Liar, Liar, Brand On Fire

Why Promises Kept (or Broken) Will Determine Your Growth (or Demise)

Twelve years ago, our company was hired by a plastic surgeon who had developed a product to help his patient’s skin heal. The product’s origin story was the classic one. Since the surgeon couldn’t find any skin care products that performed the way he needed them to, he invented his own.

His patients raved about what he had come up with.

Our job was to help him brand and market his Lexli line of skin care products.

Not surprisingly, our initial industry research revealed a plethora of false promises about wrinkles, aging and “more youthful-looking skin.” As a result, a talented writer on our team created an ad with the headline Stop Lying to My Face.

The campaign didn’t work.

In hindsight, our media budget was too small and our idealism too big to create the impact that we had imagined. Each year, billions of dollars are spent promoting health and beauty products. We just couldn’t break through in our attempt to wage war against the ginormous marketing budgets and questionable claims of the huge companies in the industry.

That was then. I think if we had launched the campaign today, we would have a better shot because times have changed. Today, social media has tipped the scales in favor of truth and transparency. This means it is becoming more and more difficult to outspend broken promises, since breaking promises is quickly revealed by the crowd.

Your Brand is Making—and Breaking—Promises Every Day

Think about this for a moment. What promises should your brand be making and keeping? What promises are you making and breaking? The answer to these two questions will determine whether your brand flourishes or is torched by both your customers and the upstart brands who have learned how to listen and react to the changing needs of your consumers.

If you don’t think you are breaking any promises, consider these examples and see how many ring true for your organization:

  • Your promise of unparalleled customer service is repeated by a voice recording again and again and again and AGAIN…while your customer waits on hold for an actual person to pick up the line.
  • You promise simplicity while making your customers click, navigate and scream at a computer interface that is maddeningly unintuitive and frequently doesn’t believe they have the correct password even when they do.
  • Your promise of customer intimacy becomes painfully ironic when you ask for social security numbers, birth dates, mother’s maiden name and the breed of your first pet, EVERY SINGLE TIME you transfer a customer from one department to another.
  • Your promise of knowing your customers doesn’t align with your database strategy. For example, despite being a customer for 30+ years, direct marketing still starts with “Dear G” (as in G. Michael Maddock for those out there who go by their middle names).
  • You say you have your customers’ back, but then you sell products that don’t do what they say they are going to do. For example, insurance companies that sell cyber policies that don’t cover phishing. Or life insurance that doesn’t cover—uh—a pandemic.
  • Your promise of caring about the environment is all over the airwaves while you spend hundreds of millions to fight lawsuits with environmentalists and continue to lobby against green anything. Or the making of a single cup of coffee in one of your hotel rooms involves 27 pieces of plastic.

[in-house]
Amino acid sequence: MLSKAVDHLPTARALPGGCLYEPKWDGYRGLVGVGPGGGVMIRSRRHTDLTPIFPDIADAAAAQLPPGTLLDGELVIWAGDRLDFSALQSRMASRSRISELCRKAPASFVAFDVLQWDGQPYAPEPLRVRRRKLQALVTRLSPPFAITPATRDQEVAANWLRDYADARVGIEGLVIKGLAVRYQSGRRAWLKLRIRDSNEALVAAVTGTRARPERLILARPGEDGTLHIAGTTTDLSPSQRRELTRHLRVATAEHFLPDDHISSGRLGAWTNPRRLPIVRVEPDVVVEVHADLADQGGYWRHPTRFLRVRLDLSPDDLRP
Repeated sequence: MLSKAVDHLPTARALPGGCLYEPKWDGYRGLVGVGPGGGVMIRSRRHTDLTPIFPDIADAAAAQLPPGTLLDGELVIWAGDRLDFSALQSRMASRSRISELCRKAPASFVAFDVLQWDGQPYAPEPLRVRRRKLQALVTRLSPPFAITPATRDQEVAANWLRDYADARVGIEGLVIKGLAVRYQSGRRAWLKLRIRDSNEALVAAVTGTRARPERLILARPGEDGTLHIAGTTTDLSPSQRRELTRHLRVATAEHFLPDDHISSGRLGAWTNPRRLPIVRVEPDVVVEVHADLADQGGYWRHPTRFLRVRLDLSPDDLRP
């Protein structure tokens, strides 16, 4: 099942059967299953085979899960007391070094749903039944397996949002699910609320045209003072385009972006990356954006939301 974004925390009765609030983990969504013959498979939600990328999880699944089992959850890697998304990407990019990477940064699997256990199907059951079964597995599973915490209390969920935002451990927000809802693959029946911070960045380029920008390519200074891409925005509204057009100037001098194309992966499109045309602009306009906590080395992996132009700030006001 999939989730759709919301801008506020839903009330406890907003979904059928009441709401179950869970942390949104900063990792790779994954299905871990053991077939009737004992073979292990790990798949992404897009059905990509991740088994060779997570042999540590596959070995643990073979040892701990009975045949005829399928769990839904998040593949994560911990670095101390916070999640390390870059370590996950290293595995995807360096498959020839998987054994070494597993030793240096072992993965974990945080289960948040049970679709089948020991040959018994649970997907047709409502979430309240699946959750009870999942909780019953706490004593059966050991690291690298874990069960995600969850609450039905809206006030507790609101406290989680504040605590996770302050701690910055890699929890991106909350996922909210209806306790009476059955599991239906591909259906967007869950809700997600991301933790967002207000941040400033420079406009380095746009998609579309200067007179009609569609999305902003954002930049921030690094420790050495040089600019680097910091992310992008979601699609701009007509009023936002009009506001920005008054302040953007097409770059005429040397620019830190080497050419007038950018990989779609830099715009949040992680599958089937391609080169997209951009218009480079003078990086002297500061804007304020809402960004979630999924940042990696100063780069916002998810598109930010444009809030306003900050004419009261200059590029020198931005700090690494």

You get the idea. And here’s the thing. Everyone now knows what you are up to. Because of social media platforms, your broken promises are a click away from going viral.

Your advertising budget can no longer save you from the real truth going viral.

Keeping the Right Promises

I learned back when I was working with executives at Procter & Gamble that the definition of innovation and a brand promise are the same.

Innovation is the synchronized intersection—this means we need to make it happen—of a meaningful customer need, an idea (new product, service or business model) that solves that need, and an experience that delights your customer or consumer.

So, by definition, understanding who your customers are, what needs they most want met, and then (and only then) creating products, services, business models and the experiences and campaigns to support them is the recipe for a brand that makes and keeps the right promises.

Great brands have mastered the who, what and how to make and keep the right promises.

Stop Lying to Yourself

While most of us like to spend time focusing on what our customers love about our products and services, the real gold is found when we focus instead on what they hate.

The most successful entrepreneurs understand that customer hate is where true disruption happens. Said differently, they embrace the hate to innovate. They simply find something that everyone hates about an industry, fix it, and count their money.

  • People hated being charged for late video rentals. Say hello to Netflix.
  • People hated (almost everything) about cabs. Say hello to Uber.
  • People hated not being able to get cash outside the hours of 9 to 5. Enter the ATM.
  • People loved the song but hated buying the whole album. The industry got “Naptsered.”
  • People hated going to the gym. Peloton brings the trainers to you.

Here’s the thing. Most leaders are too stubborn, afraid or distracted to do research about the elephants in your industries’ room. They would rather lie to themselves, and consequently break promises, than try to understand their customers’ most “outrageous” grievances.

This is how promises are broken and famous companies fall.

Those responsible for making and keeping the right brand promises must have a set of tools to make change a priority in the minds of senior leaders and boards (and even their own minds to sleep better at night). Here are a few ideas of where you can start:

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